Tuesday 16 February 2010

The disgruntled worker turned activist

This week brings news of a data breach at Royal Dutch Shell affecting 170,000 workers at the global oil company. From published reports, the database is thought to contain names, telephone numbers and additional details for both permanent and contract employees. The database is also believed to be about six months old.

What makes this breach unique and points to its likely being from a disgruntled insider is that the database was mailed to groups that have had contentious relations with Royal Dutch Shell. The recipients of the database allegedly include Greenpeace and other non-governmental groups that have protested Shell’s activities.

Last year, Shell cut 5,000 jobs and reduced IT Contractor pay by 12 percent. Many data thefts occur during a time of staff reductions or low morale, when individuals are more likely to “strike back” at the company. While we don’t know the exact details, it would appear that this insider or insiders attempted to put Shell at a disadvantage by giving detailed, proprietary information that could be used immediately against the company.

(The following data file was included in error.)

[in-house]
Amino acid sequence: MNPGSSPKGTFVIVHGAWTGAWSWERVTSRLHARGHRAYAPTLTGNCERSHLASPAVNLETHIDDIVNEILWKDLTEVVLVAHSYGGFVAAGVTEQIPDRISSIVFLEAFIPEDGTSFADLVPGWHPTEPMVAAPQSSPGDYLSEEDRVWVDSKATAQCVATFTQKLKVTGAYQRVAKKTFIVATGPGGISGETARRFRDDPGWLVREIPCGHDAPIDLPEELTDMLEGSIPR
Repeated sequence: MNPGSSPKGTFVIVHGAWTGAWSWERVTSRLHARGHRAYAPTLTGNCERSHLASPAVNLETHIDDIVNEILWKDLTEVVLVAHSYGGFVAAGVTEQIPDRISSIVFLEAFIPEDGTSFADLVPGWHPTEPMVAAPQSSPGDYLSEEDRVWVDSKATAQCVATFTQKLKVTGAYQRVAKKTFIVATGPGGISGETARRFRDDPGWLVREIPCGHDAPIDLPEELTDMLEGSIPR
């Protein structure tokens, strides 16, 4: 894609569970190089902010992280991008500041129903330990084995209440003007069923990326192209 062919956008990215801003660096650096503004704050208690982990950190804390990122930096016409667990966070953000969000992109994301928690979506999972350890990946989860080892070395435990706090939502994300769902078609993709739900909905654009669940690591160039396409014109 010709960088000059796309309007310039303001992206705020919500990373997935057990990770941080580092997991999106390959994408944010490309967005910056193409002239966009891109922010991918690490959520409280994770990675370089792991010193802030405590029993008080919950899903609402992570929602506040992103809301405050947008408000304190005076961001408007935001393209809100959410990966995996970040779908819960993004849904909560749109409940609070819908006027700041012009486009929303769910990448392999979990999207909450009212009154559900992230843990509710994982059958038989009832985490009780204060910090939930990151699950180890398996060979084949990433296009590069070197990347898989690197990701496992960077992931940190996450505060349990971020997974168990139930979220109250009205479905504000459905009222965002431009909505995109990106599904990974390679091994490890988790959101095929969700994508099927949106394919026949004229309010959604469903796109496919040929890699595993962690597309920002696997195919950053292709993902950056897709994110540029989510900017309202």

This type of “revenge breach” has been on the rise during the past few years, given the tumultuous global economic climate, and we expect these types of breaches to continue.

Ironically, if it is found guilty of not properly storing data, Shell could be fined by the UK Information Commissioner’s Office. Currently, these fines have a maximum amount of £5,000. These fines, however, are set to increase to up to £500,000 in two months, so Shell’s breach comes as a reminder to all companies to secure data from the inside out -- as well as from the outside coming in!